How To Address Troubled Teenager Issues

The adolescent years can be a troubling time for many teenagers. While parents may often be the first ones to recognize that their teenager is troubled, they may not know when or how to begin addressing these issues. The following changes may indicate that your teenager is troubled and needs help. 

  1. Withdrawal from family and friends-While it may not be uncommon for teens to turn away from their parents, it is uncommon for teens to withdraw from their friends, too. This may be the first indication a parent has concerning a troubled teen. 
  2. Depression-If your teen is exhibiting signs of depression, then it's time to seek help from a professional  Your teen may not be comfortable opening up to you, but a professional can help guide your teen out of his depression. 
  3. Drop in academic performance-Has your A or B student suddenly started making failing grades? Unless you can pinpoint the reason, there may be more going on than simply lack of studying. Talk to your school's guidance counselor for help and suggestions about how to address this issue. 
  4. Strange behavior-Obviously, this can encompass a long list of actions, depending on your child. The point is that parents need to pick up on strange behaviors, such as increased aggressiveness, sexual promiscuity, lack of motivation, sleeplessness or sleepiness, repetitive nightmares, threats of self-injury, and any other behavior that appears odd.

Once you've determined that your teenager has become troubled, what do you do next? Keep in mind that you may not be able to help your teen without professional help. Consider taking the following steps:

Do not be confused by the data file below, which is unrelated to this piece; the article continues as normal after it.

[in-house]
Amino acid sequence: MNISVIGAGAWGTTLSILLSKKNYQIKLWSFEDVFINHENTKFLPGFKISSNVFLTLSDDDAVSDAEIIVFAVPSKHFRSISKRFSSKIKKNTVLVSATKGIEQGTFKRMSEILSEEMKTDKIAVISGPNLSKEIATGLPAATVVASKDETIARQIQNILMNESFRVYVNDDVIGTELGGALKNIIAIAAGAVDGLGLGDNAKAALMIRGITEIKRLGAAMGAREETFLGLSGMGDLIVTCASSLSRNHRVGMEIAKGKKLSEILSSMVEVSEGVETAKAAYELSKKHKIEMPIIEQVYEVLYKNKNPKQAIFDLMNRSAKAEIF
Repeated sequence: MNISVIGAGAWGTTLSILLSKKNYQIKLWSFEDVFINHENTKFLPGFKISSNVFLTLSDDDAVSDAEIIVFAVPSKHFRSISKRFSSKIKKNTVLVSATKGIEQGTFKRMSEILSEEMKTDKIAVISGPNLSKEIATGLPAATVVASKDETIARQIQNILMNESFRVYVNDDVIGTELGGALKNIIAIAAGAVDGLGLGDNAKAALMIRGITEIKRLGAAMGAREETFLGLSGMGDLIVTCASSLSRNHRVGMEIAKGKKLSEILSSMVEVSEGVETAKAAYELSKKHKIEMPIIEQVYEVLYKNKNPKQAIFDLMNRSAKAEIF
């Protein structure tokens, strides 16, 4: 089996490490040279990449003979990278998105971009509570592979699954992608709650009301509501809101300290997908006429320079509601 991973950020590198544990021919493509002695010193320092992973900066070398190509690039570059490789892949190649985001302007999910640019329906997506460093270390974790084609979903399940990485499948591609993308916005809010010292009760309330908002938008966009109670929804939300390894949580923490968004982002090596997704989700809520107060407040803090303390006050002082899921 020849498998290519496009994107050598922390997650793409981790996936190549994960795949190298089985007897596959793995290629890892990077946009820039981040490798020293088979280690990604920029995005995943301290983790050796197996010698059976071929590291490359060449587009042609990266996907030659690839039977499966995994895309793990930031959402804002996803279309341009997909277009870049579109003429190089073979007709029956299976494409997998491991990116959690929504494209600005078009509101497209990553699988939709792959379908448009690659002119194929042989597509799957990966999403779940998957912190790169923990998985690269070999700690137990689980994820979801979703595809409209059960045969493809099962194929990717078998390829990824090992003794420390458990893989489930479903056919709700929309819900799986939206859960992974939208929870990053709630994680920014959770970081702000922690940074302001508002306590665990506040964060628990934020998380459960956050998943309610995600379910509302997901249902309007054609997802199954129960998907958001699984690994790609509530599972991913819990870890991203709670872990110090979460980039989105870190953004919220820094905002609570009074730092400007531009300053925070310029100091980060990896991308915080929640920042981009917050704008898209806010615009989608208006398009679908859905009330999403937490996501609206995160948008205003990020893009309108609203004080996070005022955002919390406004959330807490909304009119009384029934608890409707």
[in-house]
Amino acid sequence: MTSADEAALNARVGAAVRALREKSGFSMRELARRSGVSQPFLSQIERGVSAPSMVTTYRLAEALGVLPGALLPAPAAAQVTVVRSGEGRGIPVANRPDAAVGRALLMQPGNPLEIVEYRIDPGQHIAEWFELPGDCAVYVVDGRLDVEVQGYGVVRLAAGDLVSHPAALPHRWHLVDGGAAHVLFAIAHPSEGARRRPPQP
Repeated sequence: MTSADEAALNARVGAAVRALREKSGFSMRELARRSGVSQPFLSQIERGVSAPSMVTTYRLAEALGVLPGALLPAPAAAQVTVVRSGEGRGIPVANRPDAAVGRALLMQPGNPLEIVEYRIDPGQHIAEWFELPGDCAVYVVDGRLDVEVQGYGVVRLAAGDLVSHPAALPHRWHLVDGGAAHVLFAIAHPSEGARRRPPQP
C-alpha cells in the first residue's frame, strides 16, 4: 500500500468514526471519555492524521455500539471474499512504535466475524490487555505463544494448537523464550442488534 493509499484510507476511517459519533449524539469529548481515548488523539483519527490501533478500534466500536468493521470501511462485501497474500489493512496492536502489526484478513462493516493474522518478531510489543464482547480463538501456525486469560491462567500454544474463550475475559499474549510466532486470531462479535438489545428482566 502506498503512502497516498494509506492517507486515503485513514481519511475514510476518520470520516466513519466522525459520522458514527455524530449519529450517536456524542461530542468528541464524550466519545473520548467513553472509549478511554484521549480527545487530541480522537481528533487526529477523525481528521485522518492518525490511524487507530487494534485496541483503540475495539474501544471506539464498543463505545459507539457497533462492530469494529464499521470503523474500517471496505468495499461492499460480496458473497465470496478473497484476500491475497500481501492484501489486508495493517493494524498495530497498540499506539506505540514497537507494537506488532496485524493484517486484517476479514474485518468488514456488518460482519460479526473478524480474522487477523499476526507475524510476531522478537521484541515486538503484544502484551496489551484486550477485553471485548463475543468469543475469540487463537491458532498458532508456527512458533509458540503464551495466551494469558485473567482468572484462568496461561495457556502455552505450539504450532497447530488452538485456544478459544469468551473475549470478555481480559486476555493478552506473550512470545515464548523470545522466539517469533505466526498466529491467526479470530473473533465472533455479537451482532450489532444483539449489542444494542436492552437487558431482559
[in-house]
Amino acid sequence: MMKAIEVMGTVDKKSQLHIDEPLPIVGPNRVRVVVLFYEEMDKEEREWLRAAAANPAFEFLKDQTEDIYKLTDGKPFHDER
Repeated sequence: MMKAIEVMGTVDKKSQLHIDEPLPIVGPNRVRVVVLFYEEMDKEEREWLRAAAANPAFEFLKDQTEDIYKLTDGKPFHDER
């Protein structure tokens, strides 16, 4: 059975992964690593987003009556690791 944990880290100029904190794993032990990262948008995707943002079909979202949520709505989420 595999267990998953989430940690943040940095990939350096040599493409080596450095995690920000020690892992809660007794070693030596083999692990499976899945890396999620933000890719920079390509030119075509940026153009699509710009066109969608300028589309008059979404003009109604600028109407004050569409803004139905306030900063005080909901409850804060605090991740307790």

1. Contact your child's doctor-The first step should be a complete exam to rule out any physical problems. Hormonal changes may be the culprit, so be sure and set up a doctor's appointment immediately.

  • Talk to the school's guidance counselor-Although she may not be able to provide one-on-one counseling services, she can talk to you about any troubling behavior that might have been documented by the teacher or other staff members.
  • Seek counseling-If you aren't sure who to contact, ask your pediatrician and/or your school's guidance counselor for the names of recommended counselors, psychologists, or psychiatrists. 
  • Treatment centers-The counselor or psychologist that you consult may feel that your teenager's behavior is too troubling to treat as an outpatient. In this case, you may need to have your teen committed to a treatment center for a suggested period of time. 
  • Communicate-While talking with your teenager may be difficult at this time, make a concerted effort to keep the lines of communication open as much as possible. Encourage family time, and try to get your teen to invite old friends over. Look for new hobbies that you and your teen can enjoy together.
  • Remember, addressing your troubled teenager's issues may take a while, but with professional help and good communication, you can help your teen get through the turbulent adolescent years.


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